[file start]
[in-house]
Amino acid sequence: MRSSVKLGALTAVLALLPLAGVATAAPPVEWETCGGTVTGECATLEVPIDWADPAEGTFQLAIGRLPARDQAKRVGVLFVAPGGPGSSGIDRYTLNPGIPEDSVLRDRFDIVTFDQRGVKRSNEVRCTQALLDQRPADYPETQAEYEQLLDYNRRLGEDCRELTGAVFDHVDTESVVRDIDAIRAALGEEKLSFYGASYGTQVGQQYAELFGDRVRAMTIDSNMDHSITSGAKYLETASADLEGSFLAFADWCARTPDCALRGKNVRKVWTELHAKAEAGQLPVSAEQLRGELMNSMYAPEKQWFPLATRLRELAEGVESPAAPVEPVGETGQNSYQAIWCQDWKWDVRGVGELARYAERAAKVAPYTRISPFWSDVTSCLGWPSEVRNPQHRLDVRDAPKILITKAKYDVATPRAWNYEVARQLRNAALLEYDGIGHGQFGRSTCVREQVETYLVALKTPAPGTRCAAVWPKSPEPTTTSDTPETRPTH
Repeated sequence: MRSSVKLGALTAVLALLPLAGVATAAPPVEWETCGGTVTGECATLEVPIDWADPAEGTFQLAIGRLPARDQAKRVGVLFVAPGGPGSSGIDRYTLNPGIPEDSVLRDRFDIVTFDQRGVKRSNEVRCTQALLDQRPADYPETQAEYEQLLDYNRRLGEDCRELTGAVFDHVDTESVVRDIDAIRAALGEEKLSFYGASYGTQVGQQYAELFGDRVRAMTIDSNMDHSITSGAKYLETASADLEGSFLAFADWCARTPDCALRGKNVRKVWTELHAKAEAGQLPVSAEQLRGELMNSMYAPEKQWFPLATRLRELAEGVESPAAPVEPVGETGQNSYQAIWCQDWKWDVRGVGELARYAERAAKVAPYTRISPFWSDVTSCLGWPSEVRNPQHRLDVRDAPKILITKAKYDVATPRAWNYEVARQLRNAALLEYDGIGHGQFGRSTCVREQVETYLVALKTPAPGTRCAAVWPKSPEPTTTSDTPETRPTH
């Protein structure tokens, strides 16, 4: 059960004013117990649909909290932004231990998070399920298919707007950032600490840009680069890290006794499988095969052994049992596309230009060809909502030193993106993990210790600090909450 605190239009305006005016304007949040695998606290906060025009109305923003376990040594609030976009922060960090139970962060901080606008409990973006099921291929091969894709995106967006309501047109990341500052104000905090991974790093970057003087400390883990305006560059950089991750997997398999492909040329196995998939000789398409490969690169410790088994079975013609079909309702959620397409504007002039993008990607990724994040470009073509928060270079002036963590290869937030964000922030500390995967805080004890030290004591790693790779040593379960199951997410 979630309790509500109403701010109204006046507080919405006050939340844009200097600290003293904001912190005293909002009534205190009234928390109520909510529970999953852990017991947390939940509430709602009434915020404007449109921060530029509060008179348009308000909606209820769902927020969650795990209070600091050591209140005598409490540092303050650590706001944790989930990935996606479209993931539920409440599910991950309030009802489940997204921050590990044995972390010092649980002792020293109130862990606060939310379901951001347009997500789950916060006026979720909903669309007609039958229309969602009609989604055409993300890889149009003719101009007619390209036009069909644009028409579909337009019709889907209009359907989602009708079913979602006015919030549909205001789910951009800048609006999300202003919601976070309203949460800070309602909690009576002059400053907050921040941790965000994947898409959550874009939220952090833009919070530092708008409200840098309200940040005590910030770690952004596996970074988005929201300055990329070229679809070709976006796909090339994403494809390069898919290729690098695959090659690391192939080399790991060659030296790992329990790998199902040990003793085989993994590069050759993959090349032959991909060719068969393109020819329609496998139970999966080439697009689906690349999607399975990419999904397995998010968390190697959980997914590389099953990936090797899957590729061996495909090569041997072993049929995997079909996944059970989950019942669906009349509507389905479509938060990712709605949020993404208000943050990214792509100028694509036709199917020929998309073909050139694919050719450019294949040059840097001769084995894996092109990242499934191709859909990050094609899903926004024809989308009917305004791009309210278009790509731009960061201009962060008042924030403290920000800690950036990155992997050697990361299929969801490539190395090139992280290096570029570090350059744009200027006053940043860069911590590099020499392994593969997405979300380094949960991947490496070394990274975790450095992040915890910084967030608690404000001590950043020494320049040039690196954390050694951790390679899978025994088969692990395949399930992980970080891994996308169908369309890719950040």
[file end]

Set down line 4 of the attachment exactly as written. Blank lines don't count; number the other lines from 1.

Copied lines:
């Protein structure tokens, strides 16, 4: 059960004013117990649909909290932004231990998070399920298919707007950032600490840009680069890290006794499988095969052994049992596309230009060809909502030193993106993990210790600090909450 605190239009305006005016304007949040695998606290906060025009109305923003376990040594609030976009922060960090139970962060901080606008409990973006099921291929091969894709995106967006309501047109990341500052104000905090991974790093970057003087400390883990305006560059950089991750997997398999492909040329196995998939000789398409490969690169410790088994079975013609079909309702959620397409504007002039993008990607990724994040470009073509928060270079002036963590290869937030964000922030500390995967805080004890030290004591790693790779040593379960199951997410 979630309790509500109403701010109204006046507080919405006050939340844009200097600290003293904001912190005293909002009534205190009234928390109520909510529970999953852990017991947390939940509430709602009434915020404007449109921060530029509060008179348009308000909606209820769902927020969650795990209070600091050591209140005598409490540092303050650590706001944790989930990935996606479209993931539920409440599910991950309030009802489940997204921050590990044995972390010092649980002792020293109130862990606060939310379901951001347009997500789950916060006026979720909903669309007609039958229309969602009609989604055409993300890889149009003719101009007619390209036009069909644009028409579909337009019709889907209009359907989602009708079913979602006015919030549909205001789910951009800048609006999300202003919601976070309203949460800070309602909690009576002059400053907050921040941790965000994947898409959550874009939220952090833009919070530092708008409200840098309200940040005590910030770690952004596996970074988005929201300055990329070229679809070709976006796909090339994403494809390069898919290729690098695959090659690391192939080399790991060659030296790992329990790998199902040990003793085989993994590069050759993959090349032959991909060719068969393109020819329609496998139970999966080439697009689906690349999607399975990419999904397995998010968390190697959980997914590389099953990936090797899957590729061996495909090569041997072993049929995997079909996944059970989950019942669906009349509507389905479509938060990712709605949020993404208000943050990214792509100028694509036709199917020929998309073909050139694919050719450019294949040059840097001769084995894996092109990242499934191709859909990050094609899903926004024809989308009917305004791009309210278009790509731009960061201009962060008042924030403290920000800690950036990155992997050697990361299929969801490539190395090139992280290096570029570090350059744009200027006053940043860069911590590099020499392994593969997405979300380094949960991947490496070394990274975790450095992040915890910084967030608690404000001590950043020494320049040039690196954390050694951790390679899978025994088969692990395949399930992980970080891994996308169908369309890719950040």